3.1. Enhancing CNT alignment for fibers spun from the wet-spinning technique

While classical composite fibers consist of CNTs embedded in a polymeric matrix, fibers fabricated by the wet-spinning technique consist of an interconnected network of polymers and CNTs. The spinning conditions, such as the flow velocity of the polymer solution and the injection rate of the CNT solution, has no measurable effect on the CNT orientation in the resulting fibers. However, when the fibers are immersed in an appropriate solvent or heated, the network of polymers and CNTs can be loosened and stretched, resulting in a significant improvement in CNT alignment. For example, Vigolo et al. [35] enhanced the CNT alignment of their SWNT/PVA fibers by re-wetting, swelling and re-drying the fibers vertically under a tensile load with a weight attached to the end of the fiber. The solvent used in the study was comprised of water, acetone and acetonitrile. Once re-wetted and swollen by the solvent, the fibers could be stretched up to 160% with significantly improved alignment, as shown in Figure 4. This indicates that the networks of CNTs and absorbed polymers form cross linked assemblies that can be elastically deformed. As a result, their strength and stiffness increased from 10 GPa and 125 MPa, to 40 GPa and 230 MPa, respectively, after the stretching.

Separately, Miaudet et al. [36] reported an increase in tensile strength of CNT/PVA fibers from 1.4 GPa to 1.8 GPa after the hot-stretched treatment. The reduction of PVA chain alignment from ±27° to as low as 4.3°, and the nanotube alignment to as low as 9°, suggested that better alignment of the CNT and PVA chains was the main reason for the improved mechanical performance of the hot-stretched fibers.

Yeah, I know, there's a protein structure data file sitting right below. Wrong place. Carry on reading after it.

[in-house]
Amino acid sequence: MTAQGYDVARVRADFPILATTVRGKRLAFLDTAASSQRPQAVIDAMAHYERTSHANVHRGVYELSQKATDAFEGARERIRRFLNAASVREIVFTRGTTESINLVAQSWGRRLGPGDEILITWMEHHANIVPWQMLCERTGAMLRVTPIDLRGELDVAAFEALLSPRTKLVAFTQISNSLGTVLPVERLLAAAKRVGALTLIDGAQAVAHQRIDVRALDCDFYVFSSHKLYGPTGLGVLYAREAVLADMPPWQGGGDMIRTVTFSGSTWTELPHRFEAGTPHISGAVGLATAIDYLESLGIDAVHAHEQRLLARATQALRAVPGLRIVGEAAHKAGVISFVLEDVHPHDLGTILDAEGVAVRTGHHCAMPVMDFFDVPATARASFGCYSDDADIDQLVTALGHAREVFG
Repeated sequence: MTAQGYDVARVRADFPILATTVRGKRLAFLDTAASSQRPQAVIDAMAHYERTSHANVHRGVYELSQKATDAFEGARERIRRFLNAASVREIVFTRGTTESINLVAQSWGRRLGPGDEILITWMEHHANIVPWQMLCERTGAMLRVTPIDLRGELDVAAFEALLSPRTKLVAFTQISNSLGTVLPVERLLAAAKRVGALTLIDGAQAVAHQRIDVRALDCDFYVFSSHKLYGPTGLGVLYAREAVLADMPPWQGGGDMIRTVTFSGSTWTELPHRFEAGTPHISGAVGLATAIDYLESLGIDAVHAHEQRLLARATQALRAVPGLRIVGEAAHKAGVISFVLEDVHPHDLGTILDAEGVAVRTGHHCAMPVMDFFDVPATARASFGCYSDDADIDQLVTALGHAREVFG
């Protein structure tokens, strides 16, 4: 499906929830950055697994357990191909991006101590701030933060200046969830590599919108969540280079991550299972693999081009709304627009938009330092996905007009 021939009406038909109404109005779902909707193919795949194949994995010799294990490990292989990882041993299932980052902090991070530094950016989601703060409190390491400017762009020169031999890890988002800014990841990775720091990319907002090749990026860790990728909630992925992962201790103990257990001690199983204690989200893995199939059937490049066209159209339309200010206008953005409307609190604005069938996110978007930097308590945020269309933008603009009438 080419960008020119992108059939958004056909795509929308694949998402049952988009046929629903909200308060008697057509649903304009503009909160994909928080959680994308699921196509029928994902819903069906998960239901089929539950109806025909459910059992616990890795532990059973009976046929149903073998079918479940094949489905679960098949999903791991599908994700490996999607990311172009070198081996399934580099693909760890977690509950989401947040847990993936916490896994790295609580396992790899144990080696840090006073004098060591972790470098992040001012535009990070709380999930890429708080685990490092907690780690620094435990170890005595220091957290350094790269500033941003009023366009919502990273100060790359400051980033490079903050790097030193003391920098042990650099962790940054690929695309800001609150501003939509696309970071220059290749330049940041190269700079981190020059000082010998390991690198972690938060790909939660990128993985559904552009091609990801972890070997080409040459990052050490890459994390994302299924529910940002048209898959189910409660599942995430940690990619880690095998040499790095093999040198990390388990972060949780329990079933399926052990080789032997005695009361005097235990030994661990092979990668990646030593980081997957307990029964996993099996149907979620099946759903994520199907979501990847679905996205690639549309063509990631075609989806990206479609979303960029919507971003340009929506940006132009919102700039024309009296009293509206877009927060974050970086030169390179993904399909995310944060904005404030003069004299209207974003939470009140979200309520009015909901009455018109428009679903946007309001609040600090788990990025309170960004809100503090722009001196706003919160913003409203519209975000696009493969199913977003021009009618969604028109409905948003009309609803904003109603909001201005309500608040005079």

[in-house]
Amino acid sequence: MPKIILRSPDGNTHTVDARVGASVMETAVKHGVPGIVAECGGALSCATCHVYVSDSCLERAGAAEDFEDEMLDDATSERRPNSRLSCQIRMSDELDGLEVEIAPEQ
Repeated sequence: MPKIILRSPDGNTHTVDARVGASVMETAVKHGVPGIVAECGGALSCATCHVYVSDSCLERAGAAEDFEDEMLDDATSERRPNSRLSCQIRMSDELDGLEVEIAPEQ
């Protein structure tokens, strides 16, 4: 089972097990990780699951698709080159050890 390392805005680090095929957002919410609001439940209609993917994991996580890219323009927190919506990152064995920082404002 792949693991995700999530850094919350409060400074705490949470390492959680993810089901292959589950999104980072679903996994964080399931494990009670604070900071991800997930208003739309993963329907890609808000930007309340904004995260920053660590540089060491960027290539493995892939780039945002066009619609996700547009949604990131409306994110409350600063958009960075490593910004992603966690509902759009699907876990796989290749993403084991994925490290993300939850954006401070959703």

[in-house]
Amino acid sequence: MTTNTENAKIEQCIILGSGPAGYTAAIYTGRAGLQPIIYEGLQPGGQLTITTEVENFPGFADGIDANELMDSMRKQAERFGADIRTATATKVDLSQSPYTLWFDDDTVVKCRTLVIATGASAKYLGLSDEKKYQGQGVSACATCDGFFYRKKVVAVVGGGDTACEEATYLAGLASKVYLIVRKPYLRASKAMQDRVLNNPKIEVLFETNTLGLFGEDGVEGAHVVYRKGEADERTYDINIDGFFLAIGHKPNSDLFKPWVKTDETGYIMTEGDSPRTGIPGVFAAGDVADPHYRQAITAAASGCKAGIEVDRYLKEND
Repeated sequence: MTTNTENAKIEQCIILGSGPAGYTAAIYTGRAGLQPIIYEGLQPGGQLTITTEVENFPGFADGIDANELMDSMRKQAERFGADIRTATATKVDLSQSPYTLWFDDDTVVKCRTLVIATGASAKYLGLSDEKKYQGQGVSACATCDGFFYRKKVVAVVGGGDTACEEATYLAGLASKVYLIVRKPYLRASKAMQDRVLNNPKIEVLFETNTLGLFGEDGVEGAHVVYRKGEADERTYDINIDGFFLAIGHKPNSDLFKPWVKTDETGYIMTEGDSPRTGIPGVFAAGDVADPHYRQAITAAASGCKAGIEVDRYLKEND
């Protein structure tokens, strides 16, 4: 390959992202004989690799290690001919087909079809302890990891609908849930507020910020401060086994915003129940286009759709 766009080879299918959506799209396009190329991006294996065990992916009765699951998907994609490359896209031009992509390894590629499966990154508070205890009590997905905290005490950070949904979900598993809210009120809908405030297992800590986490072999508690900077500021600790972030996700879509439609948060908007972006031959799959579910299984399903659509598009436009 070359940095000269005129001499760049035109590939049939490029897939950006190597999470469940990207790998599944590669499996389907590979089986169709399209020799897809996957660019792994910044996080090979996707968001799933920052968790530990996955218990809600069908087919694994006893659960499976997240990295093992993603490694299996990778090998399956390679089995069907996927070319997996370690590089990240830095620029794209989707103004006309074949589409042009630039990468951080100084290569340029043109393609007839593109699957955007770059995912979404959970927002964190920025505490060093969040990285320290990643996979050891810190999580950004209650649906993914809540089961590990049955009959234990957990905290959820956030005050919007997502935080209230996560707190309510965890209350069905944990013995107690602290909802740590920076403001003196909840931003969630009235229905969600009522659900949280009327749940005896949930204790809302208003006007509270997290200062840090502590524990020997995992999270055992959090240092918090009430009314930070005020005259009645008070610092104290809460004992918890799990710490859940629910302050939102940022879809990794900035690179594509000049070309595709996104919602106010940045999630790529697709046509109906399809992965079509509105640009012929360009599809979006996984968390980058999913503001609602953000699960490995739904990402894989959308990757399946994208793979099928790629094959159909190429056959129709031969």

Figure 4.

SEM images of an as-spun fiber (a), and (b) a stretched CNT fiber [35].

3.2. Enhancing CNT alignment for fibers spun from dry-spinning and floating catalyst techniques

CNT fibers spun from dry-spinning and floating catalyst techniques can be densified by applying a mechanical force in their lateral direction. The densification methods can be classified into two categories: indirect approaches (such as liquid densification, twisting [32], drawing through dies [37], or an aligning and tension system [38]); and direct approaches (such as rubbing/false twisting [39] and mechanical compression [40]).

3.2.1. Indirect approaches Liquid densification

The alignment and mechanical performance of as-spun CNT fibers can be improved through liquid densification. In this method, a liquid such as acetone or ethanol is absorbed into the fibers and subsequently evaporated, resulting in a dense CNT structure. The fibers are densified due to the surface tension of the solvent and the fiber diameter is reduced accordingly. The densification process slightly improves nanotube alignment (Figure 5) and enhances load transfer between nanotubes, ensuring that most of them are fully load-bearing. Liu et al. [41] studied the mechanical properties of twisted fibers with and without acetone densification. The diameter of the yarn changed from 11.5 to 9.7 μm after shrinking. Although the maximum strain of the yarn remained unchanged (~2.3%), the Young’s modulus (~56 GPa) of the shrunk fiber was slightly greater than before shrinking (~48 GPa). Liu et al. [41] also reported a change in diameter and maximum load of twisted fibers before and after shrinking. After acetone shrinking, the diameter reduction ranged from 15% to 24%, and the load increase ranged from 15 to 40%, indicating that tensile strength was enhanced. Among common solvents (water, ethanol and acetone) used to shrink CNT yarns, acetone showed the best shrinking effect.

Figure 5.

(a) SEM images of a twisted fiber before, and after shrinking (b) [41]. Twisting

The as-spun fiber is relatively loose with noticeable spaces between CNT bundles. Increasing the twist angle is an effective method for densifying CNT fibers. Since it brings CNTs into closer contact with each other, twisting improves the friction coefficient μ between CNTs, therefore contributing positively to fiber strength [15]. Zhang et al. [15] compared the tensile behaviors of twisted and untwisted CNT fibers spun from the same 650 mm height array. After twisting, the diameter of the fiber decreased from 4 to 3 μm (Figure 6), while tensile strength increased from 0.85 GPa to 1.9 GPa [15].